My Fair Lady is a musical based on the 1913 play by George Bernard Shaw Pygmalion, with a book and lyrics by Alan Jay Lerner and music by Frederick Loewe. The story is of Eliza Doolittle, a Cockney Flower girl who takes speaking lessons from Professor Henry Higgins, a phonetician so that she can pass for a lady. Original Broadway and London show starring Rex Harrison and Julie Andrews.
Broadway's musical production in 1956 was a notable critical and popular success. He set a record for the longest series of Broadway shows to date. It was followed by a successful London production, a popular film version, and many times. My Fair Lady was called "the perfect musical".
My Fair Lady Broadway Cast:
Lauren Ambrose as Eliza Doolittle
Harry Hadden as Henry Higgins
Norbert Leo Butz as Alfred P. Doolittle
Diana Rigg as Mrs. Higgins
Allan Corduner as Colonel Hugh Pickering
Linda Mugleston as Mrs. Pearce
Manu Narayan as Zoltan Karpathy
My Fair Lady The Musical Review:
My Fair Lady tour begins in Washington, with an inventory of actors offering excellent performances of the contested characters whose playwright George Bernard Shaw dreamed in "Pygmalion" and Alan Jay Lerner and Loewe were forced to sing. It is therefore a very well managed version of the 1956 musical. Tickets4Musical reported its protagonists, Laird Mackintosh like Professor Henry Higgins and Shereen Ahmed like Eliza Doolittle, make a perfect combination of Shavian's temperaments: Mackintosh skillfully assesses Henry's high petulance and Ahmed convincingly embody Eliza's unruly refinement of nature.
That Ahmed can ridicule these timeless melodies by Lerner and Loewe: "Wouldn't it be Loverly?", "Just You Wait", "Without you" and, therefore, the haughty spirit "I could dance all night". remarkable heir to a paper treasure. Supporting her and Mackintosh are two other adorable performances, in particular Adam Grupper, such as the modeling of an oily Alfred P. Doolittle and Kevin Pariseau, who unleash the decency of Colonel Pickering, Henry's new partner.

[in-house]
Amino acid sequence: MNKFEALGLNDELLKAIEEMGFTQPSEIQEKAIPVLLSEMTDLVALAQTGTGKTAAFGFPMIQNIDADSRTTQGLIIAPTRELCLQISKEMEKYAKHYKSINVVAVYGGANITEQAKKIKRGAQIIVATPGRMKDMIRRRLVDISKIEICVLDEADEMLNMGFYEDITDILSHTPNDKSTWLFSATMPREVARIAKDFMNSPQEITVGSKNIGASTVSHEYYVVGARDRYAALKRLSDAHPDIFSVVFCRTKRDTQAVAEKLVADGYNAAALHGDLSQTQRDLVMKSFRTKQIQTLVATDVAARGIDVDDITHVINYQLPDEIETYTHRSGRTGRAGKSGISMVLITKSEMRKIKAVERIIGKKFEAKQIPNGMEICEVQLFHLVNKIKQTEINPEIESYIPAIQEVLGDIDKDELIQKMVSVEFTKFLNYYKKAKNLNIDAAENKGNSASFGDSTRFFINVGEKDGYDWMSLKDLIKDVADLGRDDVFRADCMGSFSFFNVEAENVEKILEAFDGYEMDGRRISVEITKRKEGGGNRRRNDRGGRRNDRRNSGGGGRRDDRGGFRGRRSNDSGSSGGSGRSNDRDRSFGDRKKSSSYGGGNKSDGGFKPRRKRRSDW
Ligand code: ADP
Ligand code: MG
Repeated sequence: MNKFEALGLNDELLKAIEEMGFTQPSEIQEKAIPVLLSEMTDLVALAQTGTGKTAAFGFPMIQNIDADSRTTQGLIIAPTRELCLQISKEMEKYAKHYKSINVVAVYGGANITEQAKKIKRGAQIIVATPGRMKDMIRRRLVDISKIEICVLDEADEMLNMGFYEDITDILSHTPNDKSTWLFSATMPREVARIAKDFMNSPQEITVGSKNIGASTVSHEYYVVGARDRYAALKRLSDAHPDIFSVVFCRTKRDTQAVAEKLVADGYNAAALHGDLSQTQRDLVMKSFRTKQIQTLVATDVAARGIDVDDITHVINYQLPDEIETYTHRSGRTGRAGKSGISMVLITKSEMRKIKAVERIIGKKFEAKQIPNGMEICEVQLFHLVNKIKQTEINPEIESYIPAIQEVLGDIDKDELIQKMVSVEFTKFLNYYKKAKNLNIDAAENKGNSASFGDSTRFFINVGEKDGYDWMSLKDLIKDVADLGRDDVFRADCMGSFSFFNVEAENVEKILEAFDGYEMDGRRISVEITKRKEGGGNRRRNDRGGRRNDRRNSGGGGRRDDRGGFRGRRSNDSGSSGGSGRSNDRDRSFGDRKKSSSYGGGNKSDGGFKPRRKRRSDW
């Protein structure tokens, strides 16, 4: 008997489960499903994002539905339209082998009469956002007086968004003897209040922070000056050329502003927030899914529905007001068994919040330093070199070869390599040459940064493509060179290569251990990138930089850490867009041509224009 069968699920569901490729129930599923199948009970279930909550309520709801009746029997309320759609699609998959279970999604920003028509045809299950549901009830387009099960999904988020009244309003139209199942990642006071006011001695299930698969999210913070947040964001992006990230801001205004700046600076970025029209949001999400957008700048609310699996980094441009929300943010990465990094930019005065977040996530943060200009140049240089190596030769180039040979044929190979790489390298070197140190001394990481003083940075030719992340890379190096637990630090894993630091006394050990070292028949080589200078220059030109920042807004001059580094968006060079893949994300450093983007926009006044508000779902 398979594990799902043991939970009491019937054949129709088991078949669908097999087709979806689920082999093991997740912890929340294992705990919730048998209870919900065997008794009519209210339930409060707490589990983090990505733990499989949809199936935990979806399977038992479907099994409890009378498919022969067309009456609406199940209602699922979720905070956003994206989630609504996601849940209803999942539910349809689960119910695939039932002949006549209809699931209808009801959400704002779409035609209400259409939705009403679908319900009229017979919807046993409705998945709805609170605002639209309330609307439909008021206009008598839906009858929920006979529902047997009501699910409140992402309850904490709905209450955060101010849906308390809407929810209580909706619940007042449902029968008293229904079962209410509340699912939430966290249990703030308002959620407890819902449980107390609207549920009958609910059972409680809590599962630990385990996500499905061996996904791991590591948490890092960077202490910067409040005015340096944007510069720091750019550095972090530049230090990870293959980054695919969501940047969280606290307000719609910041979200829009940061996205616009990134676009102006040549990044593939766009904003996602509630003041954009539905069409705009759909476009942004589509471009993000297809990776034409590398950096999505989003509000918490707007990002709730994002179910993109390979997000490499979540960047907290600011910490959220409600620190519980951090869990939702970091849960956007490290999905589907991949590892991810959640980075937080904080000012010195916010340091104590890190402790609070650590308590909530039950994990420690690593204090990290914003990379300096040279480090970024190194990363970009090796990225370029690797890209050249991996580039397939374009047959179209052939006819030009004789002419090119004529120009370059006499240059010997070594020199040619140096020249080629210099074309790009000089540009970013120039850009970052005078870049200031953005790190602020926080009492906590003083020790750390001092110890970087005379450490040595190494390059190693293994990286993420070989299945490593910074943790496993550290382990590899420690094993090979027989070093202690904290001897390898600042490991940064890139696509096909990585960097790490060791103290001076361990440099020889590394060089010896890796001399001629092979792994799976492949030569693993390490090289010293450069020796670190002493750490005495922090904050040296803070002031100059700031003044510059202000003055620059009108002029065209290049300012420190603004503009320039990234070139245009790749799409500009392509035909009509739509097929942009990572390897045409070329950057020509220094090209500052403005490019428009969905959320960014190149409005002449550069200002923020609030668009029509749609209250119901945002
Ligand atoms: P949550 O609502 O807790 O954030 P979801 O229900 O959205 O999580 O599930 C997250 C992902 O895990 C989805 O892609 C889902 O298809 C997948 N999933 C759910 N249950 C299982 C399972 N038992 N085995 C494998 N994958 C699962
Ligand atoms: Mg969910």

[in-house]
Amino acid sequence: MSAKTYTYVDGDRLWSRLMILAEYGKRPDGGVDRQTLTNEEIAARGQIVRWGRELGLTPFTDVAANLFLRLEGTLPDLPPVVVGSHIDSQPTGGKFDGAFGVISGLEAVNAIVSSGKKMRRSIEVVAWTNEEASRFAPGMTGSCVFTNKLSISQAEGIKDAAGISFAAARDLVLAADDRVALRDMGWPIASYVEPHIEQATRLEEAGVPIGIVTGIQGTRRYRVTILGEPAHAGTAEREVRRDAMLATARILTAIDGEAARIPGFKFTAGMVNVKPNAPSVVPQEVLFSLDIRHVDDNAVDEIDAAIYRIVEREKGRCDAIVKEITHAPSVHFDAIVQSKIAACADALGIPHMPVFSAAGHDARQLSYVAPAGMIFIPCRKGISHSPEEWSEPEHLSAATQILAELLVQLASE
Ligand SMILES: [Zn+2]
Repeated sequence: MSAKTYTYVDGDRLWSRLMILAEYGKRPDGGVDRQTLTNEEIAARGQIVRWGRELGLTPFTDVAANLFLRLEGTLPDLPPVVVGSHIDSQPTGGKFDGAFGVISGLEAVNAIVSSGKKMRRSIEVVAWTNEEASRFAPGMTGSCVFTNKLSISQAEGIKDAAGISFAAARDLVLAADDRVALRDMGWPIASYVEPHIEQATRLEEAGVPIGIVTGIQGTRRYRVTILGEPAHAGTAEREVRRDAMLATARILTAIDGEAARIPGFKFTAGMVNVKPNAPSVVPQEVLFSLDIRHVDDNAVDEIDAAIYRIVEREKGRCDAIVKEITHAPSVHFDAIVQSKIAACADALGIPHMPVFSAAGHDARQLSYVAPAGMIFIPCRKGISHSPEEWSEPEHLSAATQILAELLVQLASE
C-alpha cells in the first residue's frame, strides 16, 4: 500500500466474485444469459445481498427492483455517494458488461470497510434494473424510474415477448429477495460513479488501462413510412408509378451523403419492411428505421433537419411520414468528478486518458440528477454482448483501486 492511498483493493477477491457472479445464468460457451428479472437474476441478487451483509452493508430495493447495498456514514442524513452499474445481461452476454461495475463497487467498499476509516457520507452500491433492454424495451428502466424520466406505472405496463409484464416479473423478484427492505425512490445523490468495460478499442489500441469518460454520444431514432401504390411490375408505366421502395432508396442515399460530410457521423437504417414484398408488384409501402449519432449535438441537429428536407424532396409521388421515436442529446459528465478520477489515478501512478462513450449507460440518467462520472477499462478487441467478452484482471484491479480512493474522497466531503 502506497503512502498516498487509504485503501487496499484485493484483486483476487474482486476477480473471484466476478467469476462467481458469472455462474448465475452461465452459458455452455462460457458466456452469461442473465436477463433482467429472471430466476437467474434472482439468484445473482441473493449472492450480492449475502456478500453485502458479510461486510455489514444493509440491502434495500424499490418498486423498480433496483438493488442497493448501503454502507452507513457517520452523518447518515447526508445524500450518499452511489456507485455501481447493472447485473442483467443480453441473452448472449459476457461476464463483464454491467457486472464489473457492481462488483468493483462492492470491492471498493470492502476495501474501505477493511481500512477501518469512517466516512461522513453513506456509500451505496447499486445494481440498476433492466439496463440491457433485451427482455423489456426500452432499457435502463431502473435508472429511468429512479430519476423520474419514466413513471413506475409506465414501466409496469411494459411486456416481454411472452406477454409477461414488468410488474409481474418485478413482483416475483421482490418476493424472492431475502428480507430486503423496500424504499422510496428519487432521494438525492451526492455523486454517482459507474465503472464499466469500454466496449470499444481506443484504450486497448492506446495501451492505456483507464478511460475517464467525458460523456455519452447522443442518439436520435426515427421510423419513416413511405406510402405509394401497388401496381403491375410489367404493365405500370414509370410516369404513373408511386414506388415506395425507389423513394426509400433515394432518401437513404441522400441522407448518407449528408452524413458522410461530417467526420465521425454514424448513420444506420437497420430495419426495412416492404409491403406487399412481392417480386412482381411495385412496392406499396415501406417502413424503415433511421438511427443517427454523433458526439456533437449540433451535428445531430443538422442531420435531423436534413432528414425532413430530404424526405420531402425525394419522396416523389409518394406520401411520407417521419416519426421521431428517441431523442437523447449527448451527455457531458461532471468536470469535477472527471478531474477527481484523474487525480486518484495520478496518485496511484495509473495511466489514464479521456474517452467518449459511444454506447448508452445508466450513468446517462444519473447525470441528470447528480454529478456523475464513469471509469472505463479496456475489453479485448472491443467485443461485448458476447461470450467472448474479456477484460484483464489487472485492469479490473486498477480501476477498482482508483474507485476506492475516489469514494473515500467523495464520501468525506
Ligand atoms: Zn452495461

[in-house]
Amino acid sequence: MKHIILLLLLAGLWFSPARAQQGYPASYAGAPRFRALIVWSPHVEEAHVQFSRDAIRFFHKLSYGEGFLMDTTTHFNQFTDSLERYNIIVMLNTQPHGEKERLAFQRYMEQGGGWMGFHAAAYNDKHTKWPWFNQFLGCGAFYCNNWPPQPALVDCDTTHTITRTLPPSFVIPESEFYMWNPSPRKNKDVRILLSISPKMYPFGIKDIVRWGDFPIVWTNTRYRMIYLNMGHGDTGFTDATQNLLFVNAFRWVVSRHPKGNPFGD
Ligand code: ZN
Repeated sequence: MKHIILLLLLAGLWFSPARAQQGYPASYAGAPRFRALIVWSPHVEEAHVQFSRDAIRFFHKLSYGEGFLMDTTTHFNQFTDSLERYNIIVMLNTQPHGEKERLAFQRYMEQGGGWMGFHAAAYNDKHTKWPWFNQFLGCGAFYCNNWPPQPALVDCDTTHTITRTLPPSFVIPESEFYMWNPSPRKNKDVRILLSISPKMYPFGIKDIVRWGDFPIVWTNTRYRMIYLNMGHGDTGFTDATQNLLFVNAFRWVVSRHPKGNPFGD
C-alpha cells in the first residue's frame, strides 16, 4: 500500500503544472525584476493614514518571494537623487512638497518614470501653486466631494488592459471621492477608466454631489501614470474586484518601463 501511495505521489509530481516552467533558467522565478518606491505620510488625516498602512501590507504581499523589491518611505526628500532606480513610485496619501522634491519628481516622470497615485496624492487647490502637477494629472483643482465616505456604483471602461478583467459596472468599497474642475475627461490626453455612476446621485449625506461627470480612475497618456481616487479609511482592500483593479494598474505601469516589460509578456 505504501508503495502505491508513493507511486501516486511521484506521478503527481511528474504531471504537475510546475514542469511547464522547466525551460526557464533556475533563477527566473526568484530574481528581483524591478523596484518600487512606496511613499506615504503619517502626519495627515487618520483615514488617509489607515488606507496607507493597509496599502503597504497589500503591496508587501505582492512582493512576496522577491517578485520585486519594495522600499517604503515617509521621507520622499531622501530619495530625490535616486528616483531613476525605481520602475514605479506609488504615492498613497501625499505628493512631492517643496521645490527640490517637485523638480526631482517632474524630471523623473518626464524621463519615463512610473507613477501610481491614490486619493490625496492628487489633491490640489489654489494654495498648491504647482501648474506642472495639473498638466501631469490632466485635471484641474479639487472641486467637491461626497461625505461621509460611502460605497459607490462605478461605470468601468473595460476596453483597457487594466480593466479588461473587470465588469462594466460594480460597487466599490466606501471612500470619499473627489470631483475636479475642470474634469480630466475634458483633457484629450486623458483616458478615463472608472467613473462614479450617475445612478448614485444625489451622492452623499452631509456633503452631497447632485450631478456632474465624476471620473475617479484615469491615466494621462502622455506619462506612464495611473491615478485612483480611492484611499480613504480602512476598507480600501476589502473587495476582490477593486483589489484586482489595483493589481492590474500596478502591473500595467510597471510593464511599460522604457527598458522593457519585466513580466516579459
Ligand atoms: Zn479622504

Sometimes, during a national tour, you get the disappointing note of a cheap facsimile, the feeling that you simply looked for a designer brand but that you ended up with an imitation. Not this point. Sher, with the exuberant help of seamstress Catherine Zuber and choreographer Christopher Gattelli, among others, brings to the general public an equivalent light experience that the Lincoln Center Theater offered at his Broadway home, Vivian Beaumont.
Fortunately, Michael Yeargan's swirling ensemble on Henry's Wimpole Street in London retains its Edwardian style, although the tour version is not strictly adapted to the Opera. For his greatest relief, sound designer Marc Salzberg made sure that Lerner's pristine words were heard as quickly as possible in a huge space that did not always provoke musicals.
"My Fair Lady" is practically indestructible, the gold standard of the musical to mix melody and history. In almost three hours, he doesn't wonder why someone, or everyone, breaks into the song. The melodies are so suited to the character's characteristics and therefore to the plot that they have embarrassed a custom Jermyn Street costume.
It occurred to me during this umpteenth exhibition on "My Fair Lady" that Henry's title song, "I Got Used To His Face", his air of self-awareness after Eliza's transformation, is not the sentimental ballad that we often consider. to be to be. The musical is not, as Sher's version clearly shows, it is really about the education of the professor, his softening in the presence of a beautiful girl who is surprisingly stubborn.